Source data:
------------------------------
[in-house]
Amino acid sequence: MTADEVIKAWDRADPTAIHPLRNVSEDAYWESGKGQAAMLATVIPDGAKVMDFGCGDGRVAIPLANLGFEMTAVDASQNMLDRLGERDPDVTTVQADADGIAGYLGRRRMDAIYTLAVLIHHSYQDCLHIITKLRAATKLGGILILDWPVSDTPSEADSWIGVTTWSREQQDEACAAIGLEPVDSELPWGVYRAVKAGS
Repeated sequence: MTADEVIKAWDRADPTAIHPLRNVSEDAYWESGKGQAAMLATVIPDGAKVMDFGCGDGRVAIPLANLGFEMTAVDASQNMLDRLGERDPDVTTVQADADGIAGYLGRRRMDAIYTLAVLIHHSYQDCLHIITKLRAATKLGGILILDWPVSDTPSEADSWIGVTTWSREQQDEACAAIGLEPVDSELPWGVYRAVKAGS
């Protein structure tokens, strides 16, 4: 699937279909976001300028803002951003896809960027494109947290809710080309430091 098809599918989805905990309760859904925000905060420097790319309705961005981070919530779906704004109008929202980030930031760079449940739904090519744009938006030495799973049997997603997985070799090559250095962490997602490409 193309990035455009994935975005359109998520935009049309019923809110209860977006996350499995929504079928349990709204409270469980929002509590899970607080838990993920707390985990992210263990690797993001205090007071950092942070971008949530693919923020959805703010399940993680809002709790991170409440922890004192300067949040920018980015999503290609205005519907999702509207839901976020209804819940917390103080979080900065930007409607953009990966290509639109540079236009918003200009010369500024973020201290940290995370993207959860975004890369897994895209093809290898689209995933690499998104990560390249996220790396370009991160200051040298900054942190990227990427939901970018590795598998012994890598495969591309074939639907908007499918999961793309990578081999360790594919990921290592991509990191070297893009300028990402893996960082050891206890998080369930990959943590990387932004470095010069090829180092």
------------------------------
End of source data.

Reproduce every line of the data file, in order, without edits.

[in-house]
Amino acid sequence: MTADEVIKAWDRADPTAIHPLRNVSEDAYWESGKGQAAMLATVIPDGAKVMDFGCGDGRVAIPLANLGFEMTAVDASQNMLDRLGERDPDVTTVQADADGIAGYLGRRRMDAIYTLAVLIHHSYQDCLHIITKLRAATKLGGILILDWPVSDTPSEADSWIGVTTWSREQQDEACAAIGLEPVDSELPWGVYRAVKAGS
Repeated sequence: MTADEVIKAWDRADPTAIHPLRNVSEDAYWESGKGQAAMLATVIPDGAKVMDFGCGDGRVAIPLANLGFEMTAVDASQNMLDRLGERDPDVTTVQADADGIAGYLGRRRMDAIYTLAVLIHHSYQDCLHIITKLRAATKLGGILILDWPVSDTPSEADSWIGVTTWSREQQDEACAAIGLEPVDSELPWGVYRAVKAGS
């Protein structure tokens, strides 16, 4: 699937279909976001300028803002951003896809960027494109947290809710080309430091 098809599918989805905990309760859904925000905060420097790319309705961005981070919530779906704004109008929202980030930031760079449940739904090519744009938006030495799973049997997603997985070799090559250095962490997602490409 193309990035455009994935975005359109998520935009049309019923809110209860977006996350499995929504079928349990709204409270469980929002509590899970607080838990993920707390985990992210263990690797993001205090007071950092942070971008949530693919923020959805703010399940993680809002709790991170409440922890004192300067949040920018980015999503290609205005519907999702509207839901976020209804819940917390103080979080900065930007409607953009990966290509639109540079236009918003200009010369500024973020201290940290995370993207959860975004890369897994895209093809290898689209995933690499998104990560390249996220790396370009991160200051040298900054942190990227990427939901970018590795598998012994890598495969591309074939639907908007499918999961793309990578081999360790594919990921290592991509990191070297893009300028990402893996960082050891206890998080369930990959943590990387932004470095010069090829180092």